I hoped the header grabbed your attention because it’d sure as hell grab mine. I just read a (really long) article on how the studies/reports behind the Dvorak keyboard layout could just be all part of one hell of a marketing gimmick to help dear old Mr. Dvorak sell his keyboard layout (for the uninitiated, the Dvorak keyboard layout’s an alternative to the Qwerty keyboard layout found on almost all computer keyboards and — for the few that still exist — typewriters today.)
If you’d ever heard about the Dvorak keyboard layout (used often in business case-studies to show the failures of market forces weeding out the lousiest innovations, along with the Betamax/VHS ones — way back in 2003 even I had used it as an example of the failure of market forces), or if you’ve ever been interested in learning it, you probably want to read the article.
The authors, with too much time on their hands, did some research to find out just how true it was that Dvorak was a better keyboard layout (as opposed to Qwerty), and whether or not the success of Qwerty was truly a market failure, in the sense that the better product didn’t manage to become the standard while its supposedly weaker sibling did.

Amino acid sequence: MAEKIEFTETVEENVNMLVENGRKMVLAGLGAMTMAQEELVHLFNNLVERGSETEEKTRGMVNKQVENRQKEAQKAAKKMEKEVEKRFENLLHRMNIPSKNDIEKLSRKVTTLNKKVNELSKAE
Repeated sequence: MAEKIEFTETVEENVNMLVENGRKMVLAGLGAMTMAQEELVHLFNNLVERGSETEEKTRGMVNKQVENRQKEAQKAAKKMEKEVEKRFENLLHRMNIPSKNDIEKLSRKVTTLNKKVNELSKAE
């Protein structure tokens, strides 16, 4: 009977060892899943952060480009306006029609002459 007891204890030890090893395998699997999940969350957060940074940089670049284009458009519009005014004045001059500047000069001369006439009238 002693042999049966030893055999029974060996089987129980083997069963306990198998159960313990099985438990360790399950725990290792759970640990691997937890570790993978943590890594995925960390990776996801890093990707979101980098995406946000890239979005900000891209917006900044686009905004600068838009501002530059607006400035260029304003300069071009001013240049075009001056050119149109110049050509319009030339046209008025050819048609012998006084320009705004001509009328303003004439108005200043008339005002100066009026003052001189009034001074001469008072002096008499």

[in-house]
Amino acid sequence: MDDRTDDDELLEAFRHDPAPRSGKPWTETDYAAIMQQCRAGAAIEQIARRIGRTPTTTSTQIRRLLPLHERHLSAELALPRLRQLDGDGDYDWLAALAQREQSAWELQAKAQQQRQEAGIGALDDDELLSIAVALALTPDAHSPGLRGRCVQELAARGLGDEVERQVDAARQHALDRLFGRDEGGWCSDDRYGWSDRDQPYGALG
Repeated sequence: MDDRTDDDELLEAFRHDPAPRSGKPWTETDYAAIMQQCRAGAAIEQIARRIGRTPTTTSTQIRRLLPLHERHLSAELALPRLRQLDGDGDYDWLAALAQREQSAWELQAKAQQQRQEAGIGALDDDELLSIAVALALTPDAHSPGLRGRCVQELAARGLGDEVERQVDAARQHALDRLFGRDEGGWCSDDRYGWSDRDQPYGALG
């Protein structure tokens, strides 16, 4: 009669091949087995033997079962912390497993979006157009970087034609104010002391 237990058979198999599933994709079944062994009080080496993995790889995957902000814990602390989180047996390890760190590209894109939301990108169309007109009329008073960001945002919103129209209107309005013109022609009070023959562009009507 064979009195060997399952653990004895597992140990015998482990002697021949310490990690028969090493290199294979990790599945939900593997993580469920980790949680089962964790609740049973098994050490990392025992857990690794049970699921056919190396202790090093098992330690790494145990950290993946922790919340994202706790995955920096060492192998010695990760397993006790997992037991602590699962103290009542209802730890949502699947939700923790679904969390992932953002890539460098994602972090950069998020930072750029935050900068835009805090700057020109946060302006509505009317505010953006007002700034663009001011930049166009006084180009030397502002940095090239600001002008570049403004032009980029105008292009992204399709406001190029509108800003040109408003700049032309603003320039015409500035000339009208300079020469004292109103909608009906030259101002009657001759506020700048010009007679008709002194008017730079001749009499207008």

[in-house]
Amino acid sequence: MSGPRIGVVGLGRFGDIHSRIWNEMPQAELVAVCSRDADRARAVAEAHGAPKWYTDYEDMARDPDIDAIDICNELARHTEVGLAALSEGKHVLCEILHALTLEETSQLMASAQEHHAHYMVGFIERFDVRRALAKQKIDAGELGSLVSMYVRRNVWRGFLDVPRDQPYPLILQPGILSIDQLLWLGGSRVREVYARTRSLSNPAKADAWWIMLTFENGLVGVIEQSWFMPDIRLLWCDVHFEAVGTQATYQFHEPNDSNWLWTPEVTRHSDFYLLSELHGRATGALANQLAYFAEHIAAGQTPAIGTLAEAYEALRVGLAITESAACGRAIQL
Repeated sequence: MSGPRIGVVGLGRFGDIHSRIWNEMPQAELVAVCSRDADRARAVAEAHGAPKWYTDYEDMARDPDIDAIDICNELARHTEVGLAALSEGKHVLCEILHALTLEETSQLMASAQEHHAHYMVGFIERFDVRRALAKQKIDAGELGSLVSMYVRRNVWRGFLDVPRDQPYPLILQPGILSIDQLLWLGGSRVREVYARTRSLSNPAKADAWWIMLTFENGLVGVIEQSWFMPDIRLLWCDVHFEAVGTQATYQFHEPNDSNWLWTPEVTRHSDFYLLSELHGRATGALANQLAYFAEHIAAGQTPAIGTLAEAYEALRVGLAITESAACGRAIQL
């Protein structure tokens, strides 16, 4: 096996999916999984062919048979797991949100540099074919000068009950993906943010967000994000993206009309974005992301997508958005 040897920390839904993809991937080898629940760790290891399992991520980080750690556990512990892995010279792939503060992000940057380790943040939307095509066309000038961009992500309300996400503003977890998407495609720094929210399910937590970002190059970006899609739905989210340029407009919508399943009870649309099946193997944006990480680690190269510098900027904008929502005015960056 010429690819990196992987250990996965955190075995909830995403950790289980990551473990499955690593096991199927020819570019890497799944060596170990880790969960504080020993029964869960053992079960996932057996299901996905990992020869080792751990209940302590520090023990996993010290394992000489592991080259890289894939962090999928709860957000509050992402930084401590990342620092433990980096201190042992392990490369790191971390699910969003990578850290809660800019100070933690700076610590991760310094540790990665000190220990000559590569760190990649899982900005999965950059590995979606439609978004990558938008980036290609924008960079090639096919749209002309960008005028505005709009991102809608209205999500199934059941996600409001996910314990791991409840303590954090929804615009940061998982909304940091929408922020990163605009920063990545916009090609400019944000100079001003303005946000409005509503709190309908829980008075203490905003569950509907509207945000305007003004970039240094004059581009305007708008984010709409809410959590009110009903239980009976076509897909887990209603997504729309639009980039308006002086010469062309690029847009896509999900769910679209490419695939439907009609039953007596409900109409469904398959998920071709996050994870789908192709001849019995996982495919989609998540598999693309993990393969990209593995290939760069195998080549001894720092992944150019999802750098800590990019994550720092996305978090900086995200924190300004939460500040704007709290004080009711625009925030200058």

On a more personal note, I once dabbled with Dvorak some time back in my Polytechnic days (erm, that’s almost 10 years ago). I remember reaching speeds of about 40 or 50 words per minute after months of practice, but gave up after realising how impractical it was (back then shared computers were the norm, and it was pretty troublesome to constantly switch back and forth between Dvorak and Qwerty whenever someone needed to use “your” computer).
Besides, my Qwerty skills were already excellent, and achieving an improvement in typing speeds on Dvorak over my then Qwerty speeds was a pretty tough task.
Let me know your Dvorak stories if you have one. If you are, I’d like to ask you one question: you a nerd or what?
I love to read and write. Professionally, data science, technology, and sales ops are my thing. In my non-professional life, I aspire quite simply to be a good person, and encourage others to do the same. For those who care, I test as INFJ in the MBTI.